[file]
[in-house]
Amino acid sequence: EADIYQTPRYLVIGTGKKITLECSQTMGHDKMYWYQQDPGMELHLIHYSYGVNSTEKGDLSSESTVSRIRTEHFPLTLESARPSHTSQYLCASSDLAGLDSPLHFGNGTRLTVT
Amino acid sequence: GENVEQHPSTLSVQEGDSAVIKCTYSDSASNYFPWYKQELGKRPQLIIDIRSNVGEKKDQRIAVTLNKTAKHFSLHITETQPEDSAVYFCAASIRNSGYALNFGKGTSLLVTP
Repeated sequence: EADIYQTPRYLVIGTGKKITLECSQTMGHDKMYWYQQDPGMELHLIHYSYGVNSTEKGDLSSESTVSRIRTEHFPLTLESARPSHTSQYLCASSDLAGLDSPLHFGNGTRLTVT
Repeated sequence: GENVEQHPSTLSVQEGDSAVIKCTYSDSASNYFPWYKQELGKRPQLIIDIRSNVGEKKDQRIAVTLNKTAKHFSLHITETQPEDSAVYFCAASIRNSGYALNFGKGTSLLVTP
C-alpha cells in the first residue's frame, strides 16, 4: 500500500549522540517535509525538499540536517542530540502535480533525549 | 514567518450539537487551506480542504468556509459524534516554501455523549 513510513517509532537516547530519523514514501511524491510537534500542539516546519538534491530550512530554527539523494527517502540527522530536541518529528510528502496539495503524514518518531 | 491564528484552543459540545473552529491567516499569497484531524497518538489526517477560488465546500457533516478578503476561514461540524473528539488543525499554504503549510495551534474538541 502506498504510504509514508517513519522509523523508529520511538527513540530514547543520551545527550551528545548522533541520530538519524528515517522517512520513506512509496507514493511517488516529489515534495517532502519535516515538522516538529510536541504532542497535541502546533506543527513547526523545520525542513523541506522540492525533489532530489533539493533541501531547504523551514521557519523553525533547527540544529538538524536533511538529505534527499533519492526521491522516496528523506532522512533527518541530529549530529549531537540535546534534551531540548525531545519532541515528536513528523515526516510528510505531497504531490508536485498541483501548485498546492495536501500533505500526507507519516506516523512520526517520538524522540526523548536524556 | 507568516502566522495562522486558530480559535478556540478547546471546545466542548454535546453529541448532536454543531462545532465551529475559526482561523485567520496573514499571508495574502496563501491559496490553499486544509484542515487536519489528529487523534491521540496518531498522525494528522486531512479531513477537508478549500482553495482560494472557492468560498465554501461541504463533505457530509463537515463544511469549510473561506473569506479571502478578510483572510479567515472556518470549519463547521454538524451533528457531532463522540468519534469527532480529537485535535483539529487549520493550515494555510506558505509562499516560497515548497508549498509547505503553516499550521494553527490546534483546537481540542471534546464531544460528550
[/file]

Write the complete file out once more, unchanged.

[in-house]
Amino acid sequence: EADIYQTPRYLVIGTGKKITLECSQTMGHDKMYWYQQDPGMELHLIHYSYGVNSTEKGDLSSESTVSRIRTEHFPLTLESARPSHTSQYLCASSDLAGLDSPLHFGNGTRLTVT
Amino acid sequence: GENVEQHPSTLSVQEGDSAVIKCTYSDSASNYFPWYKQELGKRPQLIIDIRSNVGEKKDQRIAVTLNKTAKHFSLHITETQPEDSAVYFCAASIRNSGYALNFGKGTSLLVTP
Repeated sequence: EADIYQTPRYLVIGTGKKITLECSQTMGHDKMYWYQQDPGMELHLIHYSYGVNSTEKGDLSSESTVSRIRTEHFPLTLESARPSHTSQYLCASSDLAGLDSPLHFGNGTRLTVT
Repeated sequence: GENVEQHPSTLSVQEGDSAVIKCTYSDSASNYFPWYKQELGKRPQLIIDIRSNVGEKKDQRIAVTLNKTAKHFSLHITETQPEDSAVYFCAASIRNSGYALNFGKGTSLLVTP
C-alpha cells in the first residue's frame, strides 16, 4: 500500500549522540517535509525538499540536517542530540502535480533525549 | 514567518450539537487551506480542504468556509459524534516554501455523549 513510513517509532537516547530519523514514501511524491510537534500542539516546519538534491530550512530554527539523494527517502540527522530536541518529528510528502496539495503524514518518531 | 491564528484552543459540545473552529491567516499569497484531524497518538489526517477560488465546500457533516478578503476561514461540524473528539488543525499554504503549510495551534474538541 502506498504510504509514508517513519522509523523508529520511538527513540530514547543520551545527550551528545548522533541520530538519524528515517522517512520513506512509496507514493511517488516529489515534495517532502519535516515538522516538529510536541504532542497535541502546533506543527513547526523545520525542513523541506522540492525533489532530489533539493533541501531547504523551514521557519523553525533547527540544529538538524536533511538529505534527499533519492526521491522516496528523506532522512533527518541530529549530529549531537540535546534534551531540548525531545519532541515528536513528523515526516510528510505531497504531490508536485498541483501548485498546492495536501500533505500526507507519516506516523512520526517520538524522540526523548536524556 | 507568516502566522495562522486558530480559535478556540478547546471546545466542548454535546453529541448532536454543531462545532465551529475559526482561523485567520496573514499571508495574502496563501491559496490553499486544509484542515487536519489528529487523534491521540496518531498522525494528522486531512479531513477537508478549500482553495482560494472557492468560498465554501461541504463533505457530509463537515463544511469549510473561506473569506479571502478578510483572510479567515472556518470549519463547521454538524451533528457531532463522540468519534469527532480529537485535535483539529487549520493550515494555510506558505509562499516560497515548497508549498509547505503553516499550521494553527490546534483546537481540542471534546464531544460528550